HEAP<ELEMENT> A(10); //THIS WORKS FINE
Delete the following line entirely.
HEAP<ELEMENT> B; // I CAN'T DO THIS THOUGH...why?? how can
I??

int size;

cout << "Give the desired size of this heap: " << endl;
cin >> size;
B(size); // I WANT TO INSTANTIATE B DOWN HERE
For the preceding line, substitute:
HEAP<ELEMENT>B(size);

}


Best regards,

Tom

Nov 7 '05 #2

P: n/a
Irish wrote:

[snip]
template<class T>
class HEAP {
public:
HEAP(int n);
~HEAP(){ delete [] heap;}
T Min(){if (CurrentSize == 0)
throw OutOfBounds();
return heap[0];}

HEAP<T>& Insert(int k);
int DeleteMin();

void printHeap() const;

private:
int CurrentSize, Capacity;
T *heap; // element array
};
[snip]
int main(void){

HEAP<ELEMENT> A(10); //THIS WORKS FINE
HEAP<ELEMENT> B; // I CAN'T DO THIS THOUGH...why?? how can
I??
Your class does not contain a default constructor (one that requires no
arguments passed to it). That's what the above is trying to do.

int size;

cout << "Give the desired size of this heap: " << endl;
cin >> size;
B(size); // I WANT TO INSTANTIATE B DOWN HERE
In that case, remove the erroneous line at the top and do this here:
HEAP<ELEMENT> B(size);

You can't define an object but delay its "instantiation" till later in the
function. Defining it is what instantiates it.

}


DW
Nov 7 '05 #3

P: n/a
Thanks Tom...... that works! But how come it doesn't work if I put it
into a switch statement's case block? Like if I change my main to:

int main(void){

int go = 1, size;
char command1;

while(go == 1){
cin >> command1;
switch(command1){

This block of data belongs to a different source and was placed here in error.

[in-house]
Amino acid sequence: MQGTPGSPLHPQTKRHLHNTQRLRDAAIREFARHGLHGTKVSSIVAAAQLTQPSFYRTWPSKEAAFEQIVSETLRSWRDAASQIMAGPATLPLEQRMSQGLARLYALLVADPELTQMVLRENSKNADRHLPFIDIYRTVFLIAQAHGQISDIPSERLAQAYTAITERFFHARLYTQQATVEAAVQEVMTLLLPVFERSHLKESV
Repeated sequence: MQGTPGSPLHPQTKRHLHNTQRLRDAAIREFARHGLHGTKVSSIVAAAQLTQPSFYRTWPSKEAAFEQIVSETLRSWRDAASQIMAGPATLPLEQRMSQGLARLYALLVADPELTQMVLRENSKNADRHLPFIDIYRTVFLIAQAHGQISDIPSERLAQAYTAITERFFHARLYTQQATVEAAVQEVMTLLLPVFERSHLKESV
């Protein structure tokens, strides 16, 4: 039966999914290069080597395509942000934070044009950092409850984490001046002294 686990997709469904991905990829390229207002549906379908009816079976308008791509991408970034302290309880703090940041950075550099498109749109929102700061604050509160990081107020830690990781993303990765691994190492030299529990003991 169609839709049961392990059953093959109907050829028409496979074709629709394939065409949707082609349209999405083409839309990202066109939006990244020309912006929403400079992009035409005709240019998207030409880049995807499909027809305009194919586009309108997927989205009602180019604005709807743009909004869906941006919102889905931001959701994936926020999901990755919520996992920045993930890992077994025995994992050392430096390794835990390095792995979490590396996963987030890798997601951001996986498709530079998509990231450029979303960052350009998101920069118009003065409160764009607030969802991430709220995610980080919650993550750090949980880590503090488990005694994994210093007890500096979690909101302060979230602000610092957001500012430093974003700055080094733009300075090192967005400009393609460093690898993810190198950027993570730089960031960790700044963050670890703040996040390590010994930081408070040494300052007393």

case 'c':
case 'C':
cin >> size;
HEAP<ELEMENT> B(size); //THIS GIVES ME AN ERROR??
break;

case 's': //STOP PROGRAM
case 'S':
return 0;
break;
//etc.......
}
}
}

I get the error...

Nov 7 '05 #4

P: n/a
whoops forgot this
/Users/ci/minheap/main.cpp:46: error: jump to case label
/Users/ci/minheap/main.cpp:41: error: crosses initialization of
'HEAP<ELEMENT> B'

Nov 7 '05 #5

P: n/a
K.... well I played with it a lil longer and I found a fix but I don't
know why this way works and not the other...... can anyone explain for
me?

Thanks in advance :)
Chris

int main(void){

int go = 1, size;
char command1;

HEAP<ELEMENT> *heap;

while(go == 1){
cin >> command1;
switch(command1){
case 'c':
case 'C':
cin >> size;
heap = new HEAP<ELEMENT>(size)
break;

case 's': //STOP PROGRAM
case 'S':
return 0;
break;
//etc.......
}
}
}

Nov 7 '05 #6

P: n/a
Irish wrote:
K.... well I played with it a lil longer and I found a fix but I don't
know why this way works and not the other...... can anyone explain for
me?


Think about scope.

In your previous switch statement, think about it like this
(pseudo-code)

{
//Some stuff
{
int b;
}
//Can't use b here, as it's out of scope now.
}

b is no longer a valid variable once you reach the second comment line.
You were declaring it then attempting to use it after it was no longer
in scope.

However, when you do something like this:
{
int* b;
{
b = new int;
}
//Use *b here
delete b;
}

Now, b is declared in a shallow'er scope and is still in scope (the
same one as the current control path) when you attempt to use it.

HTH,
Josh McFarlane

Nov 7 '05 #7

P: n/a
Ahhhhh..... thanks for the good explanation :P

peace, Irish

Nov 7 '05 #8